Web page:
• The 1950's have comprised an exciting decade in the science of the sea. During this period a manned vehicle has descended to the deepest hole in the ocean floor. During the 'fifties, also, the crossing of the entire Arctic basin was accomplished by submarines traveling under the ice. Many new features of the unseen floor of the sea have been described, including new mountain ranges that now appear to be linked with others to form the longest and mightiest mountains of the earth-a continuous chain encircling the globe. Deep, hidden rivers in the sea, subsurface currents with the volume of a thousand Mississippis, have been found. During the International Geophysical Year, 60 ships from 40 nations, as well as hundreds of stations on islands and seacoasts, co-operated in an enormously fruitful study of the sea.
  • Although man's record as a steward of the natural resources of the earth has been a discouraging one, there has long been a certain comfort in the belief that the sea, at least, was inviolate, beyond man's ability to change and to despoil. But this belief, unfortunately, has proved to be naive. In unlocking the secrets of the atom, modern man has found himself confronted with a frightening problem-what to do with the most dangerous materials that have ever existed in all the earth's history, the by-products of atomic fission. The stark problem that faces him is whether he can dispose of these lethal substances without rendering the earth uninhabitable. No account of the sea today is complete unless it takes note of this ominous problem. By its very vastness and its seeming remoteness, the sea has invited the attention of those who have the problem of disposal, and with very little discussion and almost no public notice, at least until the late 'fifties, the sea has been selected as a "natural" burying place for the contaminated rubbish and other "low-level wastes" of the Atomic Age.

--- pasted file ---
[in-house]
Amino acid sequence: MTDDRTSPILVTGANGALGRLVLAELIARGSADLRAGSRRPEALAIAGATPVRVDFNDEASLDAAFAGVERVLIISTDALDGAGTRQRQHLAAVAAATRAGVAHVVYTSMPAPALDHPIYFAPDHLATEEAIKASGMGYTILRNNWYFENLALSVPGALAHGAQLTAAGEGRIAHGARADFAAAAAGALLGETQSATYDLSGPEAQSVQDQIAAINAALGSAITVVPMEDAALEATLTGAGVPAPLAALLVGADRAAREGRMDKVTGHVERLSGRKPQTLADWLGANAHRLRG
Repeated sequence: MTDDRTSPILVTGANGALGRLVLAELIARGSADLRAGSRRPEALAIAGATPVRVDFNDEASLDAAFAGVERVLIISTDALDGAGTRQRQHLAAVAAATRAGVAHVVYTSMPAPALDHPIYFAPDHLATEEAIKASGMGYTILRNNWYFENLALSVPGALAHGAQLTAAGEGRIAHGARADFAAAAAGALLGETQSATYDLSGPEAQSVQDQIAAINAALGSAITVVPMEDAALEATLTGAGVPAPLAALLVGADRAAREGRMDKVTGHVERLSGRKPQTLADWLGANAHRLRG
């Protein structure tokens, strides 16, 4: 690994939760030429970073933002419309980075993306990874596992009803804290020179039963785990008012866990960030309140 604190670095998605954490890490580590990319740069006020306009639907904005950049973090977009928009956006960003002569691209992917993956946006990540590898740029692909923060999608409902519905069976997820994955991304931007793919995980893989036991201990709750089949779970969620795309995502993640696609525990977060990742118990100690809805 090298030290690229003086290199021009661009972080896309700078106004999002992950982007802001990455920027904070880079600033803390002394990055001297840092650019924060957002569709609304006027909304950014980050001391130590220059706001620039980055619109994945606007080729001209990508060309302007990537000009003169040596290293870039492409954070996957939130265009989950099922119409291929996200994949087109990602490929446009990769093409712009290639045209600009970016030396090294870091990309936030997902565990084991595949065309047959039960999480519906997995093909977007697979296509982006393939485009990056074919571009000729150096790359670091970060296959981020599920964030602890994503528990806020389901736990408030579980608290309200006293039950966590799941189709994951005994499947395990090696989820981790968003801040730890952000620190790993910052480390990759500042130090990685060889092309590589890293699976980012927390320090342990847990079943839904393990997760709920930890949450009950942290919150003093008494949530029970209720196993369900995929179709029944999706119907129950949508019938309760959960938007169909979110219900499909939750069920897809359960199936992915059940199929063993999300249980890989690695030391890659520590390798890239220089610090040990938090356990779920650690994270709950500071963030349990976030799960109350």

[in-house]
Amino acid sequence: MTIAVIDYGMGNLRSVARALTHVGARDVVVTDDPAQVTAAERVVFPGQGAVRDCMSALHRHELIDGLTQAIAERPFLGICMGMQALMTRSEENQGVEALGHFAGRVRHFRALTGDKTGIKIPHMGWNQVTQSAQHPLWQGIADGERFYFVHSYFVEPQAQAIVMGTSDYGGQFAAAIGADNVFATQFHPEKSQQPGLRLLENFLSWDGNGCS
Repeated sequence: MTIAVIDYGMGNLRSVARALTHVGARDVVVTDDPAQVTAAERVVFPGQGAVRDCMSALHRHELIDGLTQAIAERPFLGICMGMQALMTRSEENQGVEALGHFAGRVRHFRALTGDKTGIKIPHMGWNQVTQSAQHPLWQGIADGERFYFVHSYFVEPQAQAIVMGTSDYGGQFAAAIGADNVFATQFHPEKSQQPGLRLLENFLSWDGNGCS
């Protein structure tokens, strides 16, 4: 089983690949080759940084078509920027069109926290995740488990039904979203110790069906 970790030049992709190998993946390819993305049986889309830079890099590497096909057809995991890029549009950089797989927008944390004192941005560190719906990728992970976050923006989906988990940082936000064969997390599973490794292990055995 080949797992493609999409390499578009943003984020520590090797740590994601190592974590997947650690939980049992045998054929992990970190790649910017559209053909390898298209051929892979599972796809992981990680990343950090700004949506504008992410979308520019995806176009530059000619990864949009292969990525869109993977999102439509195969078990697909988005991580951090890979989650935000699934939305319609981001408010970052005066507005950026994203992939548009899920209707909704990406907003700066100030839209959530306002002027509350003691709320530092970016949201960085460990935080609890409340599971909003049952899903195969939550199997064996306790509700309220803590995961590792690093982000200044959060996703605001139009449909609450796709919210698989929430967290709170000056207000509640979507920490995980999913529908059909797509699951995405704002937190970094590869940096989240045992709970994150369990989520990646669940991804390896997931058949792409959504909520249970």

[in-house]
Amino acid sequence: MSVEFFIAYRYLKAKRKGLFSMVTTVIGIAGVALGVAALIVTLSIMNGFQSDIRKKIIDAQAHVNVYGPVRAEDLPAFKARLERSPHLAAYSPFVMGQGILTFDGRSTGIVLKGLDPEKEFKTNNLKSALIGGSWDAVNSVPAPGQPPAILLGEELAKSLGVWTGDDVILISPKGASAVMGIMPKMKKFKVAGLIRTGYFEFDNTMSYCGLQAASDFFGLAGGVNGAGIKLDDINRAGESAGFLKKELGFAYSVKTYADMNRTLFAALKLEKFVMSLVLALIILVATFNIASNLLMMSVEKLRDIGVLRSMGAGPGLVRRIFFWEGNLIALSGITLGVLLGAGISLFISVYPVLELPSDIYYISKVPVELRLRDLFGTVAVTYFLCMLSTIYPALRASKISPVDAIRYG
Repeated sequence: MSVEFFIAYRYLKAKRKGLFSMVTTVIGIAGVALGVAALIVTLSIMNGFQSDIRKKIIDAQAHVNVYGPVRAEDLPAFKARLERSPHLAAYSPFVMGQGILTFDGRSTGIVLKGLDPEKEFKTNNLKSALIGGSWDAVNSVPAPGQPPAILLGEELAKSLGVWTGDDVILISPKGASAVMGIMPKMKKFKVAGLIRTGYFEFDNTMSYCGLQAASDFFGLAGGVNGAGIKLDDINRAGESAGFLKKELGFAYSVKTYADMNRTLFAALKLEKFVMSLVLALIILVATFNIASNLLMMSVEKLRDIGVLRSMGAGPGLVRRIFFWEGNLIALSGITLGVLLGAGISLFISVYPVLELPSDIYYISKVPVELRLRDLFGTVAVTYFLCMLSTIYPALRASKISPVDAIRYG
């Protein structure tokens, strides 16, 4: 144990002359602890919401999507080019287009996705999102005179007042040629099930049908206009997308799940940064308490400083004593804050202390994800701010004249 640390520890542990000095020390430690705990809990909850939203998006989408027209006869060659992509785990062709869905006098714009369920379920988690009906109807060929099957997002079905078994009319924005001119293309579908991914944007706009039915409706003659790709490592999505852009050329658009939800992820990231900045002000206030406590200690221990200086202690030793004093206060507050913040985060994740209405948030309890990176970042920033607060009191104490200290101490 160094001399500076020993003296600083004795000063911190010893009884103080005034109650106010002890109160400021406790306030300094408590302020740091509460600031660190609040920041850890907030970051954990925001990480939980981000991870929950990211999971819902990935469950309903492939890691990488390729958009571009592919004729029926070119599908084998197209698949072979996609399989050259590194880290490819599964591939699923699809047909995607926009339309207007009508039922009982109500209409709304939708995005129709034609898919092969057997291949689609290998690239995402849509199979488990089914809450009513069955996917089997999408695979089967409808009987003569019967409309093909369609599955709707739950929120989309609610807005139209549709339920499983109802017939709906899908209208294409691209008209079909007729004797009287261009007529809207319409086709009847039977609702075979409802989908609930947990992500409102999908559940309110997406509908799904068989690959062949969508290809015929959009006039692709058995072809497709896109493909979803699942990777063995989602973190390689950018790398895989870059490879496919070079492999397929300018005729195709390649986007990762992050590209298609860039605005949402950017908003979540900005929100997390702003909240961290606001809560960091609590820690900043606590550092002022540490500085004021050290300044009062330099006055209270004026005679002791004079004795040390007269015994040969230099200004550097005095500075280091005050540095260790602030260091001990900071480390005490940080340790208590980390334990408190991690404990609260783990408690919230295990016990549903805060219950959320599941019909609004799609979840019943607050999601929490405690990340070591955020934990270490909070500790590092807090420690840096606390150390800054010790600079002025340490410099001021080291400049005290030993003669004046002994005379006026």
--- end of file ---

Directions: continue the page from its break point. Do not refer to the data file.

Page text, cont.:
• The truth is that disposal has proceeded far more rapidly than our knowledge justifies. To dispose first and investigate later is an invitation to disaster, for once radioactive elements have been deposited at sea they are irretrievable. The mistakes that are made now are made for all time.
  • It is a curious situation that the sea, from which life first arose, should now be threatened by the activities of one form of that life. But the sea, though changed in a sinister way, will continue to exist; the threat is rather to life itself.